Friday, October 05, 2012

CD Review: Sam Rivers/ Dave Holland/ Barry Altschul - Reunion: Live in New York

Sam Rivers/ Dave Holland/ Barry Altschul
Reunion: Live In New York

In the liner notes to Reunion, drummer Barry Altschul says that when he, Dave Holland (bass) and Sam Rivers (reeds) joined forces in the 1970s, they typically played all day. "If we had to go to the bathroom, then it was a duo. If we had to eat, there was maybe a solo. But the music continued from eleven to five," he says. That's the kind of musical devotion that creates a unit that really knows how to interact. Further, if you've established a rapport that way, and sustained a group for six years, then there is a good chance that 25 years of separation may seem more like 25 days.

That's the way it came off in May 2007 when the trio reconvened at Columbia University's Miller Theatre to cap off the week-long Sam Rivers Festival presented by WKCR, the school's radio station. They hadn't played together since the summer of 1978, and the only preparation they made for the performance was a brief soundcheck. But it's clear that was all they needed because the two sets they played (resulting in two discs) were shining examples of free improvisation where everything moves forward. Both sets were continuous performances, which Pi has conveniently banded into five and four tracks, respectively, for easier listening. Of course anyone listening probably will want to hear both sets in their entirety each time, rather than skipping around.

Rivers begins on tenor, butting up against Holland before the bassist starts walking. While the saxophonist plays over the 4/4, it's easy to imagine his lines coming across like an actual conversation with his mates. These guys are taking the time to catch up with each other. As the first set moves forward, Rivers never settles down since he has an unending flow of musical ideas, none of which, for the record, involve off-the-handle screams either. Rivers, who passed away last year on the day after Christmas, considered "free" music to be what was played when a musician's mind is completely free of preconceptions. "No preconceived idea, no preconceived melodies or harmonic attitude," as the liner notes state it. It looks all those long days of woodshedding paid off.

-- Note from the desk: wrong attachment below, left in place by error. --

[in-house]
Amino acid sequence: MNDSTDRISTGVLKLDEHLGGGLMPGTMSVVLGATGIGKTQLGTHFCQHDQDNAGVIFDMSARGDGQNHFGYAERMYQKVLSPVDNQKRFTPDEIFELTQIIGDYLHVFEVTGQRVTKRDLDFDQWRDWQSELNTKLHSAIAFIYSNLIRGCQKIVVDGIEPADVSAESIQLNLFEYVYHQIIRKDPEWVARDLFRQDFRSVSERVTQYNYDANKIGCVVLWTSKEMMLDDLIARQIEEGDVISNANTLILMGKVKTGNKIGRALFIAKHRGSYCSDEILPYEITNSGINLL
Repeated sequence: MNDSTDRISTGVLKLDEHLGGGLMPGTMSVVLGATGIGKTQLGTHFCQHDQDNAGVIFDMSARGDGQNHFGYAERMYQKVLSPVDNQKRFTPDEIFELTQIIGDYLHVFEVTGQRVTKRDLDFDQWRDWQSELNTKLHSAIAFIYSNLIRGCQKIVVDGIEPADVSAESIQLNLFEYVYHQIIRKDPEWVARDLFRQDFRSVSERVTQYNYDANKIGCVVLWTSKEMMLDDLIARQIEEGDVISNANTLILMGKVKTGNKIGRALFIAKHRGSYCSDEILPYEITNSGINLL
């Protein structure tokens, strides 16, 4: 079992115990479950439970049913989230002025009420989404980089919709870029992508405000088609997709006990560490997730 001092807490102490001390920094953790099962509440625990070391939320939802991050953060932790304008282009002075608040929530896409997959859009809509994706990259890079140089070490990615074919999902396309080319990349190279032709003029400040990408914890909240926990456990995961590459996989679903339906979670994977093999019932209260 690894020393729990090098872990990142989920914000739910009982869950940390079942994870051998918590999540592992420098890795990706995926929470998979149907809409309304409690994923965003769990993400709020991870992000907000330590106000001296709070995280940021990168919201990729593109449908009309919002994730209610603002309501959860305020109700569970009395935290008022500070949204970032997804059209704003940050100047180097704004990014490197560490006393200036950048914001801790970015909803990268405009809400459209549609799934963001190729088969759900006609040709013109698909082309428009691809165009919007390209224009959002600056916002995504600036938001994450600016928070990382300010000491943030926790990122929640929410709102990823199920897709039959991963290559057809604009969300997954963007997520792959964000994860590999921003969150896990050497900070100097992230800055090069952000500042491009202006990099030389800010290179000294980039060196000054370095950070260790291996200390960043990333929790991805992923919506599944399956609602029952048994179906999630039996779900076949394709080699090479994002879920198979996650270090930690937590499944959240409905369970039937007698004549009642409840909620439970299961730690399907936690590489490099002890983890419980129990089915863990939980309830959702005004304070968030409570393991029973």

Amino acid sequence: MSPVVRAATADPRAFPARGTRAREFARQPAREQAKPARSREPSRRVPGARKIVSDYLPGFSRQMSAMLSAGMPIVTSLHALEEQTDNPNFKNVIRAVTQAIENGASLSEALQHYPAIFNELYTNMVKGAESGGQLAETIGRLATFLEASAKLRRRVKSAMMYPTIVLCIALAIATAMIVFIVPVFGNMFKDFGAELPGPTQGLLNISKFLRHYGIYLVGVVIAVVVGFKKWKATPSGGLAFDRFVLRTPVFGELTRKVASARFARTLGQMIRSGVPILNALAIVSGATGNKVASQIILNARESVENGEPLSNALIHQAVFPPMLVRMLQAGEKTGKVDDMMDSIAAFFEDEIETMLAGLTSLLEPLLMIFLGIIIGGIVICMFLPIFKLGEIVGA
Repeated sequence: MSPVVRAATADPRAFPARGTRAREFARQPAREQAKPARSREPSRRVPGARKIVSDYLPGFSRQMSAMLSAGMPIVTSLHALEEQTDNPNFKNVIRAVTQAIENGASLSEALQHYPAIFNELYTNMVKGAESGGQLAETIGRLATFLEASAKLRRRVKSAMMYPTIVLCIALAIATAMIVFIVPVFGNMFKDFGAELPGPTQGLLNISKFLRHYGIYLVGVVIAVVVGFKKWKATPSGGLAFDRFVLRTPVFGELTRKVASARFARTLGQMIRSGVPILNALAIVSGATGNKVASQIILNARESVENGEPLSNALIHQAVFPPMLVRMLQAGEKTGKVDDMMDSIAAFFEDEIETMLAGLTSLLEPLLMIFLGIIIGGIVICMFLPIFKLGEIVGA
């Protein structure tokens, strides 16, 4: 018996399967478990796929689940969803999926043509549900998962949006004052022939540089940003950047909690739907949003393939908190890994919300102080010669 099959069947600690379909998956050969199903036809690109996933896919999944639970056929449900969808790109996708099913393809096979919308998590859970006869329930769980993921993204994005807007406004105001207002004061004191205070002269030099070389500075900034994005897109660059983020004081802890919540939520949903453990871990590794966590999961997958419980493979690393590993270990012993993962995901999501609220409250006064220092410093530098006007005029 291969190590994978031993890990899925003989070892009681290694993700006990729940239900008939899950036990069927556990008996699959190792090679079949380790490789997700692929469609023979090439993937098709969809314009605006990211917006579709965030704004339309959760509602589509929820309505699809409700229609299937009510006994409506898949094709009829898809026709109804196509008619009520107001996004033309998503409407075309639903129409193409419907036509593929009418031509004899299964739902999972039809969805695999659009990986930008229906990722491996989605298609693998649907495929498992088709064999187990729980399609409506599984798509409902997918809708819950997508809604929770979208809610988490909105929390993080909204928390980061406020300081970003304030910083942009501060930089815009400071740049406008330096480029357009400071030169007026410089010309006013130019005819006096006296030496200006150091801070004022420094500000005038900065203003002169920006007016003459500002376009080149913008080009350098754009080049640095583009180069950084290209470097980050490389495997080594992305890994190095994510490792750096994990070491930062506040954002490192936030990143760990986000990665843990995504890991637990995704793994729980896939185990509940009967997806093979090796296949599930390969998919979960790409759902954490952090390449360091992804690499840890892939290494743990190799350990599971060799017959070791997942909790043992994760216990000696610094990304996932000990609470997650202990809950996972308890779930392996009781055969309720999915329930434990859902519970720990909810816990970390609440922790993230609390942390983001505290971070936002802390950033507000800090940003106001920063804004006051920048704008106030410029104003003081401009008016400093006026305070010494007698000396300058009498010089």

One of the most satisfying moments of the whole set can be found at the beginning of the second disc. After a bass solo that shows off Holland's speed and penchant for dramatic accents, he is joined by Altschul and Rivers, the latter on flute. The way they play sounds so electric, so driven in a way that feels rare on jazz albums these days.

There are moments on both discs when Holland hits upon a riff that he sticks to for awhile. It's never done to get groove going or a vamp, it simply makes sense for the band to see how they can use it generate excitement. And they always deliver. Rivers also sits down at the piano for a while (as well as soprano sax), warming up with some strange melodies that lead into a section that almost feels like a ballad.

Altschul manages to sound relaxed but forceful throughout the whole performance too. After a drum solo towards the end of the first set he sets things up for his bandmates to join him. The first time I heard it, I felt the downbeat in the wrong place, and had to reevaluate the position once Holland kicked it. It made me wonder if Holland too might have been feeling it in the wrong spot. But if that was the case, you wouldn't know it because they create something powerful regardless of where it the band landed.

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